Prevention, Good Faith and an Extension of Time

Case Note Probuild Constructions (Aust) Pty Ltd v DDI Group Pty Ltd [2017] NSWCA 151

In the June 2017 decision of Probuild Constructions (Aust) Pty Ltd v DDI Group Pty Ltd [2017] NSWCA 15, the Court of Appeal dealt with a challenge to a determination by an Adjudicator who had rejected a claim for liquidated damages.

The Court of Appeal found that the head contractor was not entitled to liquidated damages for periods of delay it had caused, even though the subcontractor had not made a timely claim for an extension of time.

The case is of particular interest because it deals with the uncertainty surrounding extension of time clauses and how the prevention principle applies to contracts which include a provision for the unilateral extension of time.

In what would be regarded as a new and significant development, the Court also said the obligation to extend time could be based on an implied duty of good faith.

The decision of the Court of Appeal has some important implications for both Principals and Contractors.

The Facts

The Appellant, Probuild Constructions (Aust) Pty Ltd (Probuild), was the Head Contractor for the renovation of the Tank Stream Hotel in Hunter Street, Sydney.

DDI was engaged by Probuild to carry out subcontract works related to the renovation.

The Subcontract:

  • provided that DDI could seek an extension of time for delays including delays caused by a variation to the Subcontract.
  • gave a discretionary power to Probuild to extend time even though DDI was not entitled to or had not claimed an extension of time.

The date of Practical Completion was 28 May 2015- 144 days late.

DDI made a payment claim for $2.1 m under the Building and Construction Industry Security of Payment Act 1999 (the Act) which included variation claims which DDI contended that Probuild directed it to undertake after the Date for Practical Completion.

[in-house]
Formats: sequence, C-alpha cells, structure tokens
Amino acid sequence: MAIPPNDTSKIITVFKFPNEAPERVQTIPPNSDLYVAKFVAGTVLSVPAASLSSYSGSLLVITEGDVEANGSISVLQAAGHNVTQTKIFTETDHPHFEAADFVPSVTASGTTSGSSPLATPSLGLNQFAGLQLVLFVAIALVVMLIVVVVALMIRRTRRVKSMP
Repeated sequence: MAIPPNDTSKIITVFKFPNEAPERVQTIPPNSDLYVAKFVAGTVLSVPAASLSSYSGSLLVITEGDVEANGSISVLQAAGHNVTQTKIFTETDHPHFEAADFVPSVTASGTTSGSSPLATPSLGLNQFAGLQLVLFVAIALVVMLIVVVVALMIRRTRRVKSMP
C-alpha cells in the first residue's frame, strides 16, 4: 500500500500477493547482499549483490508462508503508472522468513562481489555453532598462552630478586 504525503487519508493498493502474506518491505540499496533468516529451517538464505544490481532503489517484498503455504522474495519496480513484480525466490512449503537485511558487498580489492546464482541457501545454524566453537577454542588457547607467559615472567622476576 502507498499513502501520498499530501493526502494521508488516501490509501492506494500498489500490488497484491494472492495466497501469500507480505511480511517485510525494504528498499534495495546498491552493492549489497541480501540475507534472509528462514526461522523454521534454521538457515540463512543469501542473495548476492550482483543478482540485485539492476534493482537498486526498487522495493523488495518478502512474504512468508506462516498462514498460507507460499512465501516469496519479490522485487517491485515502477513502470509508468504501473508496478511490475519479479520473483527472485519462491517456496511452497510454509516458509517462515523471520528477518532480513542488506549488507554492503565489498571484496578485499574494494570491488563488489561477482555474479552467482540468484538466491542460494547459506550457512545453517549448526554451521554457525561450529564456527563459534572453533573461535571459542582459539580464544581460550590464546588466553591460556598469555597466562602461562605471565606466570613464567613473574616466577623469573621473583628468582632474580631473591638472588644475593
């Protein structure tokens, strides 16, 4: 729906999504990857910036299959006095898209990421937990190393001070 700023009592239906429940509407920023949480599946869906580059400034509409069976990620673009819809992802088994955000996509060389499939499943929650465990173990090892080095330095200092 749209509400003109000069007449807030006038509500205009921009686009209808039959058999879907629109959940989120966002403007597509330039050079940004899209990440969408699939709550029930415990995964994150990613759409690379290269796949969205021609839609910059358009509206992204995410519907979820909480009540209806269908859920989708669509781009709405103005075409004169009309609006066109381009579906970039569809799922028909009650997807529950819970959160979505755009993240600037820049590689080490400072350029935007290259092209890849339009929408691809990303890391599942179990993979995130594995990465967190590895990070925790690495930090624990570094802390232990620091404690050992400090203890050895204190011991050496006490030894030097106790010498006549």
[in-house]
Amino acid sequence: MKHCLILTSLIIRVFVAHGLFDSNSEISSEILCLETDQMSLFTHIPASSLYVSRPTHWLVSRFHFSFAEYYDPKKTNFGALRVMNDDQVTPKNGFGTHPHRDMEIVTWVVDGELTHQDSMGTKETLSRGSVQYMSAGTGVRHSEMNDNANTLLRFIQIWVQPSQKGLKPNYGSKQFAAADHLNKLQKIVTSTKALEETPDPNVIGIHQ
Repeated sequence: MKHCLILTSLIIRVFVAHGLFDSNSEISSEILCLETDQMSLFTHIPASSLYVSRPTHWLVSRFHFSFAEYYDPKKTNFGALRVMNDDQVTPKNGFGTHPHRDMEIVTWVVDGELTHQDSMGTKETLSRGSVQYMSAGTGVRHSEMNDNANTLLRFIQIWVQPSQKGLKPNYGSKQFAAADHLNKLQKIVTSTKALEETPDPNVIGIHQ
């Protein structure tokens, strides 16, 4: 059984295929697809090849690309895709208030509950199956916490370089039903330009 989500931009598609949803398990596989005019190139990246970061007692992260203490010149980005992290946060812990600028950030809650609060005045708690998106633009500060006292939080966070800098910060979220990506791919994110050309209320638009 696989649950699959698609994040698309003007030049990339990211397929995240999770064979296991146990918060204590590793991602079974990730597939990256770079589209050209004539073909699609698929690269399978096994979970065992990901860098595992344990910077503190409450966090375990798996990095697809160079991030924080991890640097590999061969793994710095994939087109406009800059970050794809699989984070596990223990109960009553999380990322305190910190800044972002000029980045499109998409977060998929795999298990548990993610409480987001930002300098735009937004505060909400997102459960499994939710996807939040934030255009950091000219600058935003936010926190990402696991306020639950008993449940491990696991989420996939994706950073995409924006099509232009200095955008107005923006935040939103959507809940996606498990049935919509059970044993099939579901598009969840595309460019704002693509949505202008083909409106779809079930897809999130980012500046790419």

Probuild provided a payment schedule and claimed a set off against the payment claim for liquidated damages in the sum of $2.2m.

Probuild argued that:

  • the liquidated damages claim was based on the failure by DDI to complete the works by the Date for Practical completion
  • DDI was not granted nor entitled to an extension of time.

DDI made an application for adjudication under the Act.

What did DDI argue in the Adjudication Application?

In the Adjudication Application, DDI’s arguments included that:

  • Probuild instructed DDI to depart from the Subcontract construction program
  • Probuild was clearly aware of the delays by reason of the revised construction programs it issued.
  • Probuild’s liquidated damages claim was unreasonable.
  • the liquidated damages claim was an invention of convenience.

What did the Adjudicator say?

The Adjudicator:

  • rejected the claim by Probuild for liquidated damages;
  • said that it was “totally inconsistent and unreasonable” for Probuild to be directing DDI to perform significant additional work under the Subcontract after the original Date for Practical Completion and then make a claim for liquidated damages; and
  • was not satisfied that Probuild was entitled to a liquidated damages claim for the total 144 days.

The challenge by Probuild

Probuild challenged the determination in the Supreme Court on the grounds that:

  • the determination was infected by a denial of procedural fairness; and
  • that the adjudicator rejected the liquidated damages claim on bases which neither party had:
    • notified to the other; or
    • contended for; and
    • which the adjudicator had not notified the parties.

Trial judge

The Trial Judge:

  • dismissed the Probuild summons;
  • held that there was no denial of procedural fairness; and
  • found that the adjudicator had “dealt with Probuild’s argument as made”.

The Appeal

Probuild appealed the decision of the Trial Judge on the following grounds:

  • that Trial Judge erred ;
  • the Adjudicator relied on the on the prevention principle to reject the liquidated damages claim; and
  • the Adjudicator had not notified the parties of his intention to rely on the prevention principle in breach of the fundamental requirement of natural justice.

Principle issue

The principle issue on appeal was:

  1. whether the adjudicator applied the prevention principle and, if so;
  2. whether in doing so the Adjudicator had denied Probuild procedural fairness.

The Court of Appeal dismissed the appeal.

What did the Court of Appeal say?

The Court of Appeal said that:

  • the essence of the prevention principle is that a party cannot insist on the performance of a contractual obligation by the other party if it itself is the cause of the other party’s non-performance;